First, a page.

If you would know a cat, you must first watch him dance, and then hear him sing, and after that you will understand his story. So it is with the cats in Cats, Andrew Lloyd Webber’s adaptation of T.S. Elliot’s Old Possum’s Book of Practical Cats. Though Elliot’s poetry – which was written for his godchildren, and first published pseudonymously – contemplated being read, not sung, Webber recognized the interior music, and exteriorized it. Cats became the longest-running musical in the history of Broadway.
Broadway’s Cats, and the subsequent touring productions, relied heavily on spectacle, so it’s interesting to observe how good Compass Rose Theater’s stripped-down version looks and sounds. Webber made room for fifteen cats, but Compass Rose uses only nine actors, and most of them play two roles. Instead of, for example, the commodious spaces of the Kennedy Center’s Eisenhower Theater, Compass Rose offers its own new digs, which bear a striking resemblance to the old Warehouse Theatre in DC. The Compass Rose Cats, thus made intimate, more than suffices.
We are at a Congress of the Jellico Cats, which they hold annually (or thereabouts) under a huge luminous moon. Old Deuteronomy (Michael J. Belgey) – wearing a garment which looks as though it could have come from the time of the original Deuteronomy, and speaking and moving with the basso profundo dignity and gravity of Jeremiah the Prophet – is their progenitor, and it is he that pronounces who will be elevated to the heavyside layer, and be born a new cat.
The present-day cats are pretty swell. They sidle back and forth on Compass Rose’s tiny stage with preternatural grace, much like real cats. They stretch, they yawn, they shake themselves, they move sensuously and sinuously, like real cats. The mission of cats is to be, and to luxuriate in the joyousness of their existence. These Jellico Cats get it, and are every moment, well, the cat’s meow.
The naming of cats is a difficult matter/It isn’t just one of your holiday games…/But above and beyond there’s one name left over/And that is the name that you never will guess/The name that no human research can discover–/But the cat himself know, and will never confess/When you notice a cat in profound meditation,/The reason, I tell you, is always the same;/His mind is engaged in rapt contemplation/Of the thought, of the thought, of the thought of his name…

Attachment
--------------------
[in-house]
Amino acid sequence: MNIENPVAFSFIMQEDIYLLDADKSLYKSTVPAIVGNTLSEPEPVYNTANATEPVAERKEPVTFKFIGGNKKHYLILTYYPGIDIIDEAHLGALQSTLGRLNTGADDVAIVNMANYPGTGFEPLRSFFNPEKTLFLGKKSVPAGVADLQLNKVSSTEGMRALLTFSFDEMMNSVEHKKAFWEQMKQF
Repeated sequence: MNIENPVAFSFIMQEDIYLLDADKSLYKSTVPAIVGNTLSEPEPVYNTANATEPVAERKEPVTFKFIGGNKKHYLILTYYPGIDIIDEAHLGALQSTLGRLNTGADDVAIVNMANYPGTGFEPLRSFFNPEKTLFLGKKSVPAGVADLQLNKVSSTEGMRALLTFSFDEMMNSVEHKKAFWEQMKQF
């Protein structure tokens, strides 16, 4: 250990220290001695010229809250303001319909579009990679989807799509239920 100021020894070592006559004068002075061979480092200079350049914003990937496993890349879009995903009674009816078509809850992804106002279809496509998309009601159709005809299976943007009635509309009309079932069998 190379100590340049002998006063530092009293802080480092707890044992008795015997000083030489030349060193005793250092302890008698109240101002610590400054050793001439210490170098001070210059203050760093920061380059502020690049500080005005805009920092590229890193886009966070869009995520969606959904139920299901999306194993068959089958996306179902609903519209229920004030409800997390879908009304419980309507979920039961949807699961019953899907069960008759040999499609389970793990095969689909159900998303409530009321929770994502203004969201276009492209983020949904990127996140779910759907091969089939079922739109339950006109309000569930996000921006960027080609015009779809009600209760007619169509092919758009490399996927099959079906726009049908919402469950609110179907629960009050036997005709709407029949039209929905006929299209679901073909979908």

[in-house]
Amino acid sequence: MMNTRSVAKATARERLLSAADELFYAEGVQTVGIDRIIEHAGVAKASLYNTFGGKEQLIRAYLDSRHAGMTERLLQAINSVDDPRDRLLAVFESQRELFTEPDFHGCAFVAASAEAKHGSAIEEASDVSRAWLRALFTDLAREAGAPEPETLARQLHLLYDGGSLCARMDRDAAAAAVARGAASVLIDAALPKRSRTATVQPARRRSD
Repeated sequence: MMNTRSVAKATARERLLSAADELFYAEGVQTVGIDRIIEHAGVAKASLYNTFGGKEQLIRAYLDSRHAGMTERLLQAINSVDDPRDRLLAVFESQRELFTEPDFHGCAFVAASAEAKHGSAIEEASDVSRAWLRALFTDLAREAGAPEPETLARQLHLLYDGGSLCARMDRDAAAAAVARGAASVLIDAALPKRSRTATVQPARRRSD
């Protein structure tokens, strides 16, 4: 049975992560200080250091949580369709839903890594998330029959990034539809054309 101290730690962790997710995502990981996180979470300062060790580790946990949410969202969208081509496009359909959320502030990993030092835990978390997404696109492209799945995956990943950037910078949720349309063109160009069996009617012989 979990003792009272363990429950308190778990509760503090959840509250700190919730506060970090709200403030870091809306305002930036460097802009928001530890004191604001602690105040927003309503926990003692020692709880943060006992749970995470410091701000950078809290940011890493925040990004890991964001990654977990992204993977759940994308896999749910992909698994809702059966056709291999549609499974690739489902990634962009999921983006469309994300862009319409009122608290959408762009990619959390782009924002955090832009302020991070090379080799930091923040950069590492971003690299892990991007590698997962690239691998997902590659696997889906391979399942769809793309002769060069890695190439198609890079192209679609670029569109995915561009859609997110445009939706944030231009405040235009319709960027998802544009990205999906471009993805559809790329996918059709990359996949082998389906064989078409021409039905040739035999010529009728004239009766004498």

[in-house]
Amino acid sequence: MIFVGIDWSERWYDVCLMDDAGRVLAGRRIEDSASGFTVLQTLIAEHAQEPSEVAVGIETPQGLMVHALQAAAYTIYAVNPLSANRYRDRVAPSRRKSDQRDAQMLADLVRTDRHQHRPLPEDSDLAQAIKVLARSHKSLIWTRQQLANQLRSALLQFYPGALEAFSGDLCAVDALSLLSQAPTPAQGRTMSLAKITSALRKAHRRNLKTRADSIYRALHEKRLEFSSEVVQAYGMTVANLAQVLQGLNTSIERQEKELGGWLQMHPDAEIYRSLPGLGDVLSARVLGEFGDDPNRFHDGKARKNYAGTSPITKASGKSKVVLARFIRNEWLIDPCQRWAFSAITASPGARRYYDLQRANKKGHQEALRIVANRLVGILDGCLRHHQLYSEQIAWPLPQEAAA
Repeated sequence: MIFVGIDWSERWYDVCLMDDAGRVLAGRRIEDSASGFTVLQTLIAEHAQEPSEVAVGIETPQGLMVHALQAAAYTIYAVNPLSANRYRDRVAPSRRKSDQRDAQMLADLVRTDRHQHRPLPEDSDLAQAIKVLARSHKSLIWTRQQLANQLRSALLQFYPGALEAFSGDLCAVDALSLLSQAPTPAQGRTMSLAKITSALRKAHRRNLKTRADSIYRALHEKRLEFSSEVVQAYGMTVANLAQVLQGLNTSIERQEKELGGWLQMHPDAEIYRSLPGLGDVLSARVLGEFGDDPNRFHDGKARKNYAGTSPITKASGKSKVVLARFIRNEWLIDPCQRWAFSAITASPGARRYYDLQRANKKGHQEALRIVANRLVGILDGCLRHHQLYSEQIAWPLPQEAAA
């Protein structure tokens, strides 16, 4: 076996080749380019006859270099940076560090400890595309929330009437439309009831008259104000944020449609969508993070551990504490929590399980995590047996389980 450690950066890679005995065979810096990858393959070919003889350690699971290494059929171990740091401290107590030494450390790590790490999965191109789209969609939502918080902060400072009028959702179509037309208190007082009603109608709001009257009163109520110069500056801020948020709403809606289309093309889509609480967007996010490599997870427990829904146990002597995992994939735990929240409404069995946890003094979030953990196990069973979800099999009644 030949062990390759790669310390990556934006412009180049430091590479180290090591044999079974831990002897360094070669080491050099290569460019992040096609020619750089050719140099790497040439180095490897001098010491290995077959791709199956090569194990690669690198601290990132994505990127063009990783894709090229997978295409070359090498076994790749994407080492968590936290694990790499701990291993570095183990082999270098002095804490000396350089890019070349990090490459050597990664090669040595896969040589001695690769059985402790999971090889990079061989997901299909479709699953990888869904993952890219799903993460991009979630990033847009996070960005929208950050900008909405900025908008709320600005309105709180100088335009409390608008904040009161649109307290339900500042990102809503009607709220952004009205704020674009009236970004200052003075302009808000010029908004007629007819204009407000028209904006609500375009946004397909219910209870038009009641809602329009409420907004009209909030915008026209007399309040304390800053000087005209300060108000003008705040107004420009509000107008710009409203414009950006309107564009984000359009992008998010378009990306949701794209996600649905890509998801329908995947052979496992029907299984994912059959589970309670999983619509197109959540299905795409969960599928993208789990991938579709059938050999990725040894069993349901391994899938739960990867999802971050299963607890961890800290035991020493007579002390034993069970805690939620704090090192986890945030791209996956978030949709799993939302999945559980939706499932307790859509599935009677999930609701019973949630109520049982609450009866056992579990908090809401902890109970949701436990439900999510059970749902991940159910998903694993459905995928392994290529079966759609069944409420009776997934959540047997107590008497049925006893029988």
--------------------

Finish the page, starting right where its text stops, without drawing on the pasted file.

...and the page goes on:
Webber’s usual lyricist is Tim Rice, who is excellent at his craft; collaborating with Elliot, though, is a difference of kind, not degree. For one thing, Elliot was twelve years dead when Webber started to work on the production, and thus not in a position to accommodate his poems to Webber’s music; for another, this was T.S. Elliot. It is one thing to fiddle with the language of Shakespeare, but Elliot won the Nobel Prize, and one no more changes his poetry than he does the high mass.
So Webber was forced to find the music in Elliot’s verses, and what comes out is a sort of light, jazzy score. Those of you who know this musical only from the iconic “Memories” may be surprised at how atypical it is of the whole production; the melancholy meditation of Grizabella the Glamour Cat (Alison Rose Munn), in its wistful somberness, is a departure for Cats; the ensuing song, “Journey to the Heavyside Layer” – brief, airy, and full of Elliot’s wonderful specificity – is much more like the musical as a whole.
Grizabella is actually not from Old Possum’s book but from an unpublished draft, and Webber appears to have added her to give Cats what story arc it has. Otherwise, it is less a narrative than an account of Great Cats, including the two rascal cats Mungojerrie and Rumpleteazer (Ishmael Edwards and Megan Schwartz, respectively); the bumptious Bustopher Jones (Anne Schroeder); Skimbleshanks, who runs the railroad station (Terrence Bennett); the fearsome pirate Growltiger (Belgey); Gus (Munn), the theater cat who will, for a good big glass of gin, tell you about the time he understudied Tom Whittingham’s cat; the clever Mr. Mistoffelees (Jessica McKay) and McCavity, a cat so devious and mysterious that we do not see him at all. It should not surprise you that this is what the show is about; cats, in my experience, have little use for story arc, and are all about personality.
Closes December 21, 2014
Compass Rose Studio Theater
49 Spa Road
2 hours, 15 minutes with 1 intermission
Tickets: $20 – 35
Thursdays thru Sundays
Hah! My cat Max (I do not know his other names) has jumped up on my desk (a feat as, but not more, impressive as the four-foot leaps the cast of Cats took at Compass Rose), walked across my keyboard, given a little howl of triumph and now bumps my head with his. This is a sign of affection or – well, I don’t really know what he’s signifying. Now he is sitting on my mousepad, his ample body covering my mouse, and looking at me. I know what he’s doing. His mind is engaged in rapt contemplation of the thought, of the thought, of the thought of his name.
Cats. Music by Andrew Lloyd Webber . Lyrics by T.S. Elliot (adapted from Elliot’s “Old Possum’s Book of Practical Cats). Directed by Lucinda Merry-Browne; Music Direction by Anita O’Connor; Choreography by Emily Frank. Featuring Alison Rose Munn, Anne Schroeder, Ismael Edwards, Terrence Bennett, Megen Schwartz, Jessica McKay, Cassie Bednall, Mallory Holson and Michael J. Begley. Set designers Joe Powell Sr. and Joe Powell; costume designer Renee Vergauwen, lighting designer Joey Guthmann, props by Jo Ann Gidos. Stage manager: Mary Ruth Cowgill . Produced by Company Rose . Reviewed by Tim Treanor.
Closes Dec 21
Danielle Angeline . DCMetroTheaterArts a likable production that is both fascinating and entertaining.